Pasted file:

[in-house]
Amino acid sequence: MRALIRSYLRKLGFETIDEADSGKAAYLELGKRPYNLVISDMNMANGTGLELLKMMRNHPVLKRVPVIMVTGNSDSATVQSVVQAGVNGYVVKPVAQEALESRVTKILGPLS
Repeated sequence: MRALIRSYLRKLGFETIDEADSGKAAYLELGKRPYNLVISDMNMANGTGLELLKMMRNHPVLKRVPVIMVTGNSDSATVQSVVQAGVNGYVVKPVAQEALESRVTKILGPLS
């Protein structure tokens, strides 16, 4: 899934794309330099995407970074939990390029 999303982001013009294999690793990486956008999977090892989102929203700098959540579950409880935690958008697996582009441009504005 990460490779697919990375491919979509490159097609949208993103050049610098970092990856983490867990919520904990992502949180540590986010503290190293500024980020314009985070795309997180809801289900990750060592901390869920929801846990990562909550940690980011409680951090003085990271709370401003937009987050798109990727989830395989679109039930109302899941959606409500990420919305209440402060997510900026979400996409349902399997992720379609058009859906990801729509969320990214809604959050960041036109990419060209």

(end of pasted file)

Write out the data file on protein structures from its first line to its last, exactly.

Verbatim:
[in-house]
Amino acid sequence: MRALIRSYLRKLGFETIDEADSGKAAYLELGKRPYNLVISDMNMANGTGLELLKMMRNHPVLKRVPVIMVTGNSDSATVQSVVQAGVNGYVVKPVAQEALESRVTKILGPLS
Repeated sequence: MRALIRSYLRKLGFETIDEADSGKAAYLELGKRPYNLVISDMNMANGTGLELLKMMRNHPVLKRVPVIMVTGNSDSATVQSVVQAGVNGYVVKPVAQEALESRVTKILGPLS
């Protein structure tokens, strides 16, 4: 899934794309330099995407970074939990390029 999303982001013009294999690793990486956008999977090892989102929203700098959540579950409880935690958008697996582009441009504005 990460490779697919990375491919979509490159097609949208993103050049610098970092990856983490867990919520904990992502949180540590986010503290190293500024980020314009985070795309997180809801289900990750060592901390869920929801846990990562909550940690980011409680951090003085990271709370401003937009987050798109990727989830395989679109039930109302899941959606409500990420919305209440402060997510900026979400996409349902399997992720379609058009859906990801729509969320990214809604959050960041036109990419060209």